I have read “To Kill a Mockingbird” before. I read it backstage when I was working at the Arkansas Repertory Theater during a production of “Of Mice and Men”. I remember liking the book, but it didn’t really stick with me. I didn’t really see what the big deal was about. So with summer here, I thought it would be a fun, classic reread.
And honestly, I get it this time. I see why it is considered one of the greatest works of American Literature. It isn’t a flashy book filled with lots of allegory or alliteration. It is simple and beautiful and full of life lessons.
I’m really bad about running through books. I read them at lightening speed, trying to get to the end and find out what happens. But “To Kill a Mockingbird” is not a book for the speed reader. It is one that you wade through slowly, cherishing each bit of fatherly advice that Atticus gives you.
“Before I can live with other folks I’ve got to live with myself. The one thing that doesn’t abide by majority rule is a person’s conscience.”
I loved that quote. Atticus is such a fabulous character. He is the same in the street as he is in his home. He is trustworthy, honest, and dedicated to doing what is right, no matter what the consequences. No matter who is watching.
At another point he says this:
“I wanted you to see what real courage is, instead of getting the idea that courage is a man with a gun in his hand. It’s when you know you’re licked before you begin but you begin anyway and you see it through no matter what. You rarely win, but sometimes you do.”
Atticus is a study of real character, of courage of a different kind. He took a case that he knew would be controversial, a case that he knew he probably wouldn’t win, and he did it because it was the right thing to do. He stood down a mob and even his friends because his conviction to do the right thing was unbreakable.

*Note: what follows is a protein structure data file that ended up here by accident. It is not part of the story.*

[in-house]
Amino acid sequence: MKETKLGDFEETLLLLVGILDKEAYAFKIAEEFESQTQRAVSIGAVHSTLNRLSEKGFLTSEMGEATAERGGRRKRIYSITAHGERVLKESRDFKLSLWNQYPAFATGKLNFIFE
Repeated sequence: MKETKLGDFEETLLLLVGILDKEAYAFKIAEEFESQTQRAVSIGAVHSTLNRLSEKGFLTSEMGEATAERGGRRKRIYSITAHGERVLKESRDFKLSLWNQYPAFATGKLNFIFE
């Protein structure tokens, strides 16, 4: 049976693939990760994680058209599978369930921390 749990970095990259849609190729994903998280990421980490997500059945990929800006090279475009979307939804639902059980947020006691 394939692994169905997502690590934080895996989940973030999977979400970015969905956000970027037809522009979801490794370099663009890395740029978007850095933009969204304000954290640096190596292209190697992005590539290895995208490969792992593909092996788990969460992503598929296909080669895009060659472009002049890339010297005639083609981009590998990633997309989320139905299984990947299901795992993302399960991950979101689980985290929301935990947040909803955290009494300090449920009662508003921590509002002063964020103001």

I believe that the main theme of the book is that it is important to be good to those who are less fortunate than you. I think that the story is going beyond the golden rule of treating others how you would like to be treated. The real sin is being cruel to those who are weaker, poorer, and generally less fortunate. This theme is played out through their discussion of mockingbirds and the way it ties the ending together is brilliant.
“‘Remember it’s a sin to kill a mockingbird.’ That was the only time I ever heard Atticus say it was a sin to do something, and I asked Miss Maudie about it… Mockingbirds don’t do one thing but make music for us to enjoy… but sing their hearts out for us. That’s why it’s a sin to kill a mockingbird.”
Harper Lee made the main character Scout, a 7 year old girl. Through Scout’s eyes, she is able to cover issues such as racial prejudice in the South, politics, poverty, and evil, with honesty and openness. Being a child, Scout can ask questions that are taboo, and bring about honest discussion.
It is a fabulous tale of growing up, the perils of learning right from wrong, adventure, and the hard lesson that life isn’t always fair.
If you’ve read this book before and didn’t love it, maybe you just weren’t ready for it. Give it another try. You might learn something about yourself.